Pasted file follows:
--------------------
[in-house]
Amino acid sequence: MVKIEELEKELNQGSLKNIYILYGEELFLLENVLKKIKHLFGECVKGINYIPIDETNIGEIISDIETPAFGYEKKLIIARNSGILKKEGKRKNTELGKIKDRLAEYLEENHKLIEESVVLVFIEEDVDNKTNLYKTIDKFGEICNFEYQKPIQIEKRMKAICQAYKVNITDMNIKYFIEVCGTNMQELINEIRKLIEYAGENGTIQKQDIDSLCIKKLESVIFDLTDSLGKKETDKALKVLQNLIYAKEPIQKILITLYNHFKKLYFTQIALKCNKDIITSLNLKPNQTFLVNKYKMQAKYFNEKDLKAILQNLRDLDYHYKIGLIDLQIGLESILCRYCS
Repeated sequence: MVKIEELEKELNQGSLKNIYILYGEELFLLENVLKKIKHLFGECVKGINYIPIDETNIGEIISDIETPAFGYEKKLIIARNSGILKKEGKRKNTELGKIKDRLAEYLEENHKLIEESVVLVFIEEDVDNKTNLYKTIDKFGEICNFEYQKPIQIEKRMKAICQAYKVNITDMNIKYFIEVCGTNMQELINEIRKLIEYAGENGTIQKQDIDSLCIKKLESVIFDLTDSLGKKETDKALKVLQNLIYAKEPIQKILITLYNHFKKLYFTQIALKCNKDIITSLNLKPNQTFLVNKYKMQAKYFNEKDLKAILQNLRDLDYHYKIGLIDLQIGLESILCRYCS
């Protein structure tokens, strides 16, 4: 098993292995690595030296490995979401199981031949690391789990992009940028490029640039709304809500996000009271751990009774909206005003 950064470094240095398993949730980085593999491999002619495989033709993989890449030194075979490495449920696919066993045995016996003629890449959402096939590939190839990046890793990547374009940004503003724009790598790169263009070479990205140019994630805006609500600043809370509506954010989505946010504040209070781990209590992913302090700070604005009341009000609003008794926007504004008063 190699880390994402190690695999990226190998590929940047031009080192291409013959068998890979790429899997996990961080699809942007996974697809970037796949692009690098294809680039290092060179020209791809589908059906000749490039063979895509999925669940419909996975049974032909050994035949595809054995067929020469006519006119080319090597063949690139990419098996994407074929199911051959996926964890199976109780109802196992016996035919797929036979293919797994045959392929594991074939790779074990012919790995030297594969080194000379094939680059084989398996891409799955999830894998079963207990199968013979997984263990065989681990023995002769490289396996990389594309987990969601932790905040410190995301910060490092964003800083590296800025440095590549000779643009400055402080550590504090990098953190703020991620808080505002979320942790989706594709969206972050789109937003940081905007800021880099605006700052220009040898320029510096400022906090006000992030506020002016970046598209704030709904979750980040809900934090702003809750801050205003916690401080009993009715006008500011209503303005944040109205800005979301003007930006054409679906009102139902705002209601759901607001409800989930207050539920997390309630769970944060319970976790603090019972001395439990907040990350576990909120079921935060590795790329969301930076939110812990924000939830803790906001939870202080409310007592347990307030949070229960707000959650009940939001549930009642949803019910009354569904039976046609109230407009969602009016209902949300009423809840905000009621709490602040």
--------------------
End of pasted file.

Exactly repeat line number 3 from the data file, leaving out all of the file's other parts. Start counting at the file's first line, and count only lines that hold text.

Repeated sequence: MVKIEELEKELNQGSLKNIYILYGEELFLLENVLKKIKHLFGECVKGINYIPIDETNIGEIISDIETPAFGYEKKLIIARNSGILKKEGKRKNTELGKIKDRLAEYLEENHKLIEESVVLVFIEEDVDNKTNLYKTIDKFGEICNFEYQKPIQIEKRMKAICQAYKVNITDMNIKYFIEVCGTNMQELINEIRKLIEYAGENGTIQKQDIDSLCIKKLESVIFDLTDSLGKKETDKALKVLQNLIYAKEPIQKILITLYNHFKKLYFTQIALKCNKDIITSLNLKPNQTFLVNKYKMQAKYFNEKDLKAILQNLRDLDYHYKIGLIDLQIGLESILCRYCS